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    Sca freelancing Sca freelancing Presentation Transcript

    • Guide to Freelancing
      Things to consider before you embark on a freelance career
      Claire Owen
      May 2011
    • Overview....
      • So you want to be a freelancer?
      • Explore why clients uses freelancers and what kind of traits you need to make a real success of it
      • Going about getting the gigs
      • Prepare CV and online portfolio
      • Understand the many routes to market
      • Getting Paid?
      • ‘Temp’ paid via PAYE vs Self Employed vs Limited Co vs Umbrella Co
    • So you want to be a freelancer?
      • This means you’ll be working for different companies at different times and essentially you’ll be selling your skills by the hour/day/week/month/project
      • Upside for clients:
      • More flexible over hours etc. than permanent staff;
      • Easier to hire and fire - and are not a long term commitment;
      • Available at short notice
      • Provide skills the in-house team may not have;
      • Complete one off or small, regular tasks that do not require a full time employee.
    • So you want to be a freelancer?
      • Upsides for you:
      • Being you own boss - which can be extremely enjoyable and satisfying
      • More money - freelancers are usually paid more than employees working alongside them on a project;
      • Freedom - e.g. Freelancers can, to varying degrees, choose when and where to work, when to take holidays etc.
      • Variety - by moving from contract to contract and company to company, freelancers can develop very varied experience and an impressive CV;
      • Less tax - freelancers who take professional advice can also greatly reduce the amount of tax they pay.
    • So you want to be a freelancer?
      • Downsides for you:
      • Less security - freelancers are not protected in the same way as employees;
      • Uncertainty - there are usually no guarantees of another contract when your current contract ends;
      • Hassle - because you will be running your own business, there will be forms to fill in, rules to obey and accounts to keep;
      • You will be on your own - as well as sometimes being lonely, being your own boss means, for example, that nobody will pay you when you take a holiday or are ill.
    • So you want to be a freelancer?
      • A successful freelancer:
      • Knows what they want to achieve from being in business and have thought through the financial implications of going it alone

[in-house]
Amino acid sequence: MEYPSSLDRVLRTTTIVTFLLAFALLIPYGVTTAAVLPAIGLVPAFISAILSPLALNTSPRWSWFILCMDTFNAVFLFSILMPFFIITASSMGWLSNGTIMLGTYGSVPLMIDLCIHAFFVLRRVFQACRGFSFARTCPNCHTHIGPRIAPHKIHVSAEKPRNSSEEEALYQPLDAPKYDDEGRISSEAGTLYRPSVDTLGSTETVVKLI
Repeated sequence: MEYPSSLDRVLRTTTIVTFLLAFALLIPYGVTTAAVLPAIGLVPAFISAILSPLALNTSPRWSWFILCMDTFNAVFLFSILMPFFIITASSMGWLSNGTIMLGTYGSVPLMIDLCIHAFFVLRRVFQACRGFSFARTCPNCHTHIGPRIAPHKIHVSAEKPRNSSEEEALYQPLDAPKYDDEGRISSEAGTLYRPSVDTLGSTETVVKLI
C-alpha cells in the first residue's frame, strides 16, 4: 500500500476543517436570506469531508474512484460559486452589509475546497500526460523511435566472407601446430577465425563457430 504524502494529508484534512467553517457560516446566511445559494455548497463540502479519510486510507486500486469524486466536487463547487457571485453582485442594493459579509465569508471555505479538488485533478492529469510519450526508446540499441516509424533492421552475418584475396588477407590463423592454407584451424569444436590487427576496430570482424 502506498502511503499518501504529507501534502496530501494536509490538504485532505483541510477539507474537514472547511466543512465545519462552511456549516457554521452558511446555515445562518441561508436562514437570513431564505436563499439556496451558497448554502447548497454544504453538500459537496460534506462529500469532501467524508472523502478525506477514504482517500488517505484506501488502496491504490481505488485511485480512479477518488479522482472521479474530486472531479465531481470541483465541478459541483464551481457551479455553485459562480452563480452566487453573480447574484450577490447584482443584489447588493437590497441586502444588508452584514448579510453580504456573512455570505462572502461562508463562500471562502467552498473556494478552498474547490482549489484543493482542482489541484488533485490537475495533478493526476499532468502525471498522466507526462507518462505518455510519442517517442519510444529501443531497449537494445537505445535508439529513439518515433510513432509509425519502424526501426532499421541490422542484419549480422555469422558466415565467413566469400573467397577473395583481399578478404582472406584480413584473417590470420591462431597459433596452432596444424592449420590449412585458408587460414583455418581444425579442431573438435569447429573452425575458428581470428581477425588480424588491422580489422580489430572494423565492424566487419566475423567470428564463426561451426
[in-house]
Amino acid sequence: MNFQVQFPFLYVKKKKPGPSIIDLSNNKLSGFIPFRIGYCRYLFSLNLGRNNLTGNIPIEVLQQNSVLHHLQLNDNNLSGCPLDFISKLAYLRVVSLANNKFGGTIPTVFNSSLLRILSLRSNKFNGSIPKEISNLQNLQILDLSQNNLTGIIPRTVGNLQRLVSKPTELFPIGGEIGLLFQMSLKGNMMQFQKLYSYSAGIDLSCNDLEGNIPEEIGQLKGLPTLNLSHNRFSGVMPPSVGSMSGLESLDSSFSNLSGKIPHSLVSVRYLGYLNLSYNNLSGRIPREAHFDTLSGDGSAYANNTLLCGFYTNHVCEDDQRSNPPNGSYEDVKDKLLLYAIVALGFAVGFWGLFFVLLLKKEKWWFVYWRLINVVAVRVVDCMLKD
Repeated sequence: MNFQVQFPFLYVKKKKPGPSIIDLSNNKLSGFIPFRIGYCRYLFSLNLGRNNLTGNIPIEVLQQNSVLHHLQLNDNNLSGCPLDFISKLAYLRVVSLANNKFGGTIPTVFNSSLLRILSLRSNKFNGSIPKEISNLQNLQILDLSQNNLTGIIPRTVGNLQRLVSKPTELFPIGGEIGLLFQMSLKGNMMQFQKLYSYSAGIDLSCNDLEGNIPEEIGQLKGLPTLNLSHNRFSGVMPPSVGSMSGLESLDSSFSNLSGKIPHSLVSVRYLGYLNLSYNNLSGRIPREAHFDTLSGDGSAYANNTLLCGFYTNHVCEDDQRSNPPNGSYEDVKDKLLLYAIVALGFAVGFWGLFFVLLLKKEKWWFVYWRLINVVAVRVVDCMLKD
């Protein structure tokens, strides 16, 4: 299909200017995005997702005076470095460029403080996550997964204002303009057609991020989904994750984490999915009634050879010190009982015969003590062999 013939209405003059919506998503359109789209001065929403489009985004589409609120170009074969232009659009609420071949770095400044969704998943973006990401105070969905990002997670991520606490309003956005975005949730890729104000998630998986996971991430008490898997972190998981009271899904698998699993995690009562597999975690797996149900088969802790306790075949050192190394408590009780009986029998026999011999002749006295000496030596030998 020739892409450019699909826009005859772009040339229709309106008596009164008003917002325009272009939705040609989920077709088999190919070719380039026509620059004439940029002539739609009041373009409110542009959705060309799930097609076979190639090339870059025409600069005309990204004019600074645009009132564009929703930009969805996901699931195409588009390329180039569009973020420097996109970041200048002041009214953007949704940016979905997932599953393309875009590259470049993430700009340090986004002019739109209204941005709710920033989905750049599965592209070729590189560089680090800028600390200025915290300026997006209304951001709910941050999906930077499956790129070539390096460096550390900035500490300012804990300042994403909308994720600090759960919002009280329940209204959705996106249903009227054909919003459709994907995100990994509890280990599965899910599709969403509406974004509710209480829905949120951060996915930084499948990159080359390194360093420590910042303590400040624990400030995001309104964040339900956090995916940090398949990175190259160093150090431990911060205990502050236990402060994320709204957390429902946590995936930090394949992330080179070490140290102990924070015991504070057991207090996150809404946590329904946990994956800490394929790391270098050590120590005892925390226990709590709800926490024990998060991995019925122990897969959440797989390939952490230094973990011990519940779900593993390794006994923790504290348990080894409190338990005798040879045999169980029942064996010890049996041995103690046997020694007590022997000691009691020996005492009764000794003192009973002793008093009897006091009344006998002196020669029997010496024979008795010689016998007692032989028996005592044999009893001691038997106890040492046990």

• Is decisive and self-motivated.
      • Easily adapts to different conditions, tools, culture and ways of working.
      • Gets on with other people and makes new relationships easily
      • Feels comfortable in a leadership role.
      • Has the ability to know when their advice is wanted and when it is not
      • Is always aware of a potential business at a client's site.
      • Looks own work rather than just lets agencies look.
      • Will have a database of potential clients, with those he or she has worked for before, near the top of the list.
      • Will keep potential clients up to date with contact information when it changes
      • Will have such a good reputation for their work – repeat business is the norm.
    • Going about getting the gigs!
      • Step 1 - How do you present yourself?
      • Portfolio
      • Website
      • CV
      • Social Media – Twitter, facebook, blog, flickr, Youtube
      • Google yourself
      • Step 2 – Routes to jobs
      • Network
      • Direct/Speculative Application
      • On-Line job boards
      • Trade press
      • Recruiters
      • Step 3 - Interview
      • Preparation
      • Professional
      • Personality
    • Getting Paid
      • PAYE
      • Easy for you, money paid with all tax/NI deducted
      • Not all companies want to take on freelancers this way – can be a hassle for them and concerns over ‘employment’ rights
      • Self Employed
      • Relatively easy to set up
      • Small regular NI Contributions
      • But employer could be contravening HMRC rules – see ESI
      • Administrative responsibilities
      • Limited Co
      • Relatively easy to set up
      • Never an issue for a company to accept your invoices
      • Potential risk under IR35
      • Administrative responsibilities
      • Umbrella Company
      • Protects you from IR35
      • Removes admin burden
      • There is a cost attached
    • Any Questions?
    • Useful Links
      • Revenue & Customs www.hmrc.gov.uk
      • Businesslink - www.businesslink.gov.uk
      • Online accountants - www.crunch.co.uk/
      • Freelancing sites/blogs
      • http://www.freelanceuk.com/become/set_up_freelance_company.shtml
      • http://creativeagencyfreelancing.com/getting-started/setting-yourself-up-as-an-agency-freelancer-uk
      • http://www.freelanceadvisor.co.uk/money/freelance-questions-how-do-i-set-up-a-limited-company/
      • http://www.freelancesupermarket.com/featured-articles/setting-up-a-limited-company-in-3-simple-steps.aspx
      • Recruitment Agencies
      • www.becomeuk.com
      • www.the-creamery.co.uk